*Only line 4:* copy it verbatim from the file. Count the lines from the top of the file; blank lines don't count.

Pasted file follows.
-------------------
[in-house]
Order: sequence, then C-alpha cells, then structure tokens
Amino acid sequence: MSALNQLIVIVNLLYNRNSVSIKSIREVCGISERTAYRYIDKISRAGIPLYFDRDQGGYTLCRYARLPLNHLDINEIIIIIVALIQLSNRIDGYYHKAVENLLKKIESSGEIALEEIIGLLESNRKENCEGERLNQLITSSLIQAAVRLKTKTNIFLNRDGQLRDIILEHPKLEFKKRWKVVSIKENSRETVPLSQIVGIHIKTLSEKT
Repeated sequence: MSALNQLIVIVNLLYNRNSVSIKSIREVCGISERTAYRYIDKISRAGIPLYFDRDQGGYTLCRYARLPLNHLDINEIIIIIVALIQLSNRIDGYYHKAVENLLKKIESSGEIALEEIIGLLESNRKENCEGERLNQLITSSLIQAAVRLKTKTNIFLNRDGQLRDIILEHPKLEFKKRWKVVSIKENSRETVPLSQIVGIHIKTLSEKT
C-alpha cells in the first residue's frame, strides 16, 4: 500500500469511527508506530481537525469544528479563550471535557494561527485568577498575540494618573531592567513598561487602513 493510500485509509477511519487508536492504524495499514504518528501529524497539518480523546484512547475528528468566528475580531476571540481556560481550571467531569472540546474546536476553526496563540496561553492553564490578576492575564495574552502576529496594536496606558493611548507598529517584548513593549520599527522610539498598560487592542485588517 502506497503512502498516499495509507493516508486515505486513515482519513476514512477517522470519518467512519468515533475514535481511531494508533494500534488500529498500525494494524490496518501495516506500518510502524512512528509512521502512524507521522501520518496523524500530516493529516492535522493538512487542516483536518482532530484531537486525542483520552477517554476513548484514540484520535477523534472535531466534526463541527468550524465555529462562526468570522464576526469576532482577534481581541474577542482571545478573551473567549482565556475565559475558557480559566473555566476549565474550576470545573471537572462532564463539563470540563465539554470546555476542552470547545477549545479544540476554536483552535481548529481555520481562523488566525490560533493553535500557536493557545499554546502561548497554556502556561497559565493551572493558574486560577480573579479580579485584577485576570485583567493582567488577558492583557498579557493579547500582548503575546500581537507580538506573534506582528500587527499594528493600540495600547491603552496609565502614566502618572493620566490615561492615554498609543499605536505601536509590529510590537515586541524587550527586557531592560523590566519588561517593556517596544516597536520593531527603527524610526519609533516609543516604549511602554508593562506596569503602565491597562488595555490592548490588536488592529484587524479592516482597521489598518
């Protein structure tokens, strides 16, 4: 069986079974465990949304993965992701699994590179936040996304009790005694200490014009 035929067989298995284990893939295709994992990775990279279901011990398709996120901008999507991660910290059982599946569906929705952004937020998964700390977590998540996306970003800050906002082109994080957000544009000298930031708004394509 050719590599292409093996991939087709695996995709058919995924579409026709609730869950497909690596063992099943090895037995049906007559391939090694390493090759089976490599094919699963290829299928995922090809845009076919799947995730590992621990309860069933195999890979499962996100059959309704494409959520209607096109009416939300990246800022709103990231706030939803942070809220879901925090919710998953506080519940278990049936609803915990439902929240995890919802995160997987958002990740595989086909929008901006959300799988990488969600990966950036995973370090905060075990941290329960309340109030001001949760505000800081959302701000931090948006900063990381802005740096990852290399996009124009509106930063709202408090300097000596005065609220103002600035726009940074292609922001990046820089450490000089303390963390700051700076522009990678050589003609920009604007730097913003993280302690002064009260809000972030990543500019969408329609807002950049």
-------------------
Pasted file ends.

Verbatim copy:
Repeated sequence: MSALNQLIVIVNLLYNRNSVSIKSIREVCGISERTAYRYIDKISRAGIPLYFDRDQGGYTLCRYARLPLNHLDINEIIIIIVALIQLSNRIDGYYHKAVENLLKKIESSGEIALEEIIGLLESNRKENCEGERLNQLITSSLIQAAVRLKTKTNIFLNRDGQLRDIILEHPKLEFKKRWKVVSIKENSRETVPLSQIVGIHIKTLSEKT